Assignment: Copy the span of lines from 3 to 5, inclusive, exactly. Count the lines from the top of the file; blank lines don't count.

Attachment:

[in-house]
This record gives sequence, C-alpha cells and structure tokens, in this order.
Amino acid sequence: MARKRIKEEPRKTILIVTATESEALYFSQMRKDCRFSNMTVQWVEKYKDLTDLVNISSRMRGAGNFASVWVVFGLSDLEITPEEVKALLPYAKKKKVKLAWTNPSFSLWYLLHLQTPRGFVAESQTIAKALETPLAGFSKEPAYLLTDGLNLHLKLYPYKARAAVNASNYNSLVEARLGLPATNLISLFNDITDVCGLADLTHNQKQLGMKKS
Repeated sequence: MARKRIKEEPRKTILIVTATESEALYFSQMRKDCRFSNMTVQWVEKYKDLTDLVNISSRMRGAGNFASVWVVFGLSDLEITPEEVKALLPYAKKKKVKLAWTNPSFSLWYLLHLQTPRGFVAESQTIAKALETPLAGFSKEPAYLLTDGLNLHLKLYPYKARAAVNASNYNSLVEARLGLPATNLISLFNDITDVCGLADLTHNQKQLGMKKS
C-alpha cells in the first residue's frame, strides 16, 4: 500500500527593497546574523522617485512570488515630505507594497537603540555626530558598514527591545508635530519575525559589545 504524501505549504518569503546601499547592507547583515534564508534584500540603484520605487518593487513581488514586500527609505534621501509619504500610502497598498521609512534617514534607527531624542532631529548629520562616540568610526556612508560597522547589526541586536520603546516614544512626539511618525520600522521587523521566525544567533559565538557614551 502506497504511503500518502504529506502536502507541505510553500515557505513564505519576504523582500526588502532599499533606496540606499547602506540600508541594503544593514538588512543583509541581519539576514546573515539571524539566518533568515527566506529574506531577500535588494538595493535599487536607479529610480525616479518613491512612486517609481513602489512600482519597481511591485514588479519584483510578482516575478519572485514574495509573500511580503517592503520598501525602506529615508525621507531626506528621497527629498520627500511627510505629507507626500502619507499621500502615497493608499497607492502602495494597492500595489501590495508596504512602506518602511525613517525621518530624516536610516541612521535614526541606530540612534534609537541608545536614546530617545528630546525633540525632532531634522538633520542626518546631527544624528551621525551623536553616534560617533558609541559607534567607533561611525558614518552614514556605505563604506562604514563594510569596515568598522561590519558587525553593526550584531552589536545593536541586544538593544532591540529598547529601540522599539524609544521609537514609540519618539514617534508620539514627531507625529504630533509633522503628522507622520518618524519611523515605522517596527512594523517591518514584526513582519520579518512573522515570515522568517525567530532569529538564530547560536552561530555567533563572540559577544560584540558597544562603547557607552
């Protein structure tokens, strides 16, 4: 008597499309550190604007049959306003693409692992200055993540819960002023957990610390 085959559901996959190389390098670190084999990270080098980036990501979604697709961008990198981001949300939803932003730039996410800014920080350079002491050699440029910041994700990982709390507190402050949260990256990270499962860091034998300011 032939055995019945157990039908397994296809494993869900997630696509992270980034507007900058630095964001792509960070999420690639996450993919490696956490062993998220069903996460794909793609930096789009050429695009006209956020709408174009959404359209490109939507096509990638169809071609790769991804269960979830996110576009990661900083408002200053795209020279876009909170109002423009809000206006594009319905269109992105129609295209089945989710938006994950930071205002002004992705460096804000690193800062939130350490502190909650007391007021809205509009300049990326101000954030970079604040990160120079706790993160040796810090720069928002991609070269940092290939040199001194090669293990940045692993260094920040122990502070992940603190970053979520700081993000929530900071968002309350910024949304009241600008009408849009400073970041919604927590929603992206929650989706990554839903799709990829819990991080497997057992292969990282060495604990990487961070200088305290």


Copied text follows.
Amino acid sequence: MARKRIKEEPRKTILIVTATESEALYFSQMRKDCRFSNMTVQWVEKYKDLTDLVNISSRMRGAGNFASVWVVFGLSDLEITPEEVKALLPYAKKKKVKLAWTNPSFSLWYLLHLQTPRGFVAESQTIAKALETPLAGFSKEPAYLLTDGLNLHLKLYPYKARAAVNASNYNSLVEARLGLPATNLISLFNDITDVCGLADLTHNQKQLGMKKS
Repeated sequence: MARKRIKEEPRKTILIVTATESEALYFSQMRKDCRFSNMTVQWVEKYKDLTDLVNISSRMRGAGNFASVWVVFGLSDLEITPEEVKALLPYAKKKKVKLAWTNPSFSLWYLLHLQTPRGFVAESQTIAKALETPLAGFSKEPAYLLTDGLNLHLKLYPYKARAAVNASNYNSLVEARLGLPATNLISLFNDITDVCGLADLTHNQKQLGMKKS
C-alpha cells in the first residue's frame, strides 16, 4: 500500500527593497546574523522617485512570488515630505507594497537603540555626530558598514527591545508635530519575525559589545 504524501505549504518569503546601499547592507547583515534564508534584500540603484520605487518593487513581488514586500527609505534621501509619504500610502497598498521609512534617514534607527531624542532631529548629520562616540568610526556612508560597522547589526541586536520603546516614544512626539511618525520600522521587523521566525544567533559565538557614551 502506497504511503500518502504529506502536502507541505510553500515557505513564505519576504523582500526588502532599499533606496540606499547602506540600508541594503544593514538588512543583509541581519539576514546573515539571524539566518533568515527566506529574506531577500535588494538595493535599487536607479529610480525616479518613491512612486517609481513602489512600482519597481511591485514588479519584483510578482516575478519572485514574495509573500511580503517592503520598501525602506529615508525621507531626506528621497527629498520627500511627510505629507507626500502619507499621500502615497493608499497607492502602495494597492500595489501590495508596504512602506518602511525613517525621518530624516536610516541612521535614526541606530540612534534609537541608545536614546530617545528630546525633540525632532531634522538633520542626518546631527544624528551621525551623536553616534560617533558609541559607534567607533561611525558614518552614514556605505563604506562604514563594510569596515568598522561590519558587525553593526550584531552589536545593536541586544538593544532591540529598547529601540522599539524609544521609537514609540519618539514617534508620539514627531507625529504630533509633522503628522507622520518618524519611523515605522517596527512594523517591518514584526513582519520579518512573522515570515522568517525567530532569529538564530547560536552561530555567533563572540559577544560584540558597544562603547557607552